It should be clear from the above that one cannot deny a spiritual event that takes place both in time, and within the dimensions of the physical realm, yet undetected by the physical eye.
One could not merely look upon Adam’s outward appearance and know that a change had occurred within, i.e., a fall from his relationship with God. The … advocates of physical resurrection make the same error by reasoning in the reverse. In addition, one cannot look upon another by physical senses alone and determine where that individual is saved or alienated from God. The details following Paul’s conversion adequately substantiate this fact.
“And when he had come to Jerusalem, he was trying to associate with the disciples; and they were all afraid of him, not believing that he was a disciple (Acts 9:26).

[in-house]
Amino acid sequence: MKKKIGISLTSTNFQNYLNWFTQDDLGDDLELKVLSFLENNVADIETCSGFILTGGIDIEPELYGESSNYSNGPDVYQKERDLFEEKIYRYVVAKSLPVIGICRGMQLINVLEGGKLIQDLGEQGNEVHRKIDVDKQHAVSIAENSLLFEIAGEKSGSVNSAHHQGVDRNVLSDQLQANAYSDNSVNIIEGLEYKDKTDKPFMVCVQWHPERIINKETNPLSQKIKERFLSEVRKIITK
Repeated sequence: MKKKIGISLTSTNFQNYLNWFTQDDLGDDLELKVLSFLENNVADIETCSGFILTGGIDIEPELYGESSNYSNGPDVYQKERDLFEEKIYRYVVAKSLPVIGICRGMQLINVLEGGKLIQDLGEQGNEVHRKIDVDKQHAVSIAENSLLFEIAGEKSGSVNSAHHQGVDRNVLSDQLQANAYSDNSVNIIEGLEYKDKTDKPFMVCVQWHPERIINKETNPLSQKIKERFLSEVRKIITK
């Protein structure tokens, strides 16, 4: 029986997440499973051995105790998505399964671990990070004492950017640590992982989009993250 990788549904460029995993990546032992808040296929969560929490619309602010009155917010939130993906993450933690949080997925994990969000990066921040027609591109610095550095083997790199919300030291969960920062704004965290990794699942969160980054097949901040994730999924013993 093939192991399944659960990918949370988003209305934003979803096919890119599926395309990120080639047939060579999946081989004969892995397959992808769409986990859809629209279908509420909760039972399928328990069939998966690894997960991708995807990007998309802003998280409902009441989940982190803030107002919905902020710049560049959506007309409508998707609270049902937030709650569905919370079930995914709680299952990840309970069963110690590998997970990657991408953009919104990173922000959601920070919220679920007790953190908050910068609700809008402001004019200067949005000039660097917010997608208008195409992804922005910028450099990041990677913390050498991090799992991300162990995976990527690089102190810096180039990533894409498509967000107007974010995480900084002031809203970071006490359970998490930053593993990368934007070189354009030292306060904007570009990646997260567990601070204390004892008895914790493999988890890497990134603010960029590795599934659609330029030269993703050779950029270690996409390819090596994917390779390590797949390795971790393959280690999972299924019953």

Before this event in Jerusalem, Paul had been a Christian for about three years, (Galatians 1:17, 18). Even Paul’s “fruits of repentance” did not convince his Jewish brethren that he was a disciple. It is worthy of note, however, that their unbelief in what had transpired on a spiritual level did not make the truth of Paul’s conversion of none effect.
Similarly, the resurrection of saints from Hades and the change of the “living” as far as we know, was not perceivable to the physical eye. The limits of physical observation do not deny, disprove, or otherwise negate the clear teachings of scripture that the resurrection occurred in 70 A.D., in connection with the fall of Jerusalem (Matthew 24:31, 34; Luke 21:22; 1 Corinthians 15) [i.e THE RESURRECTION ON THE LAST DAY OF THE OLD COVENANT AGE].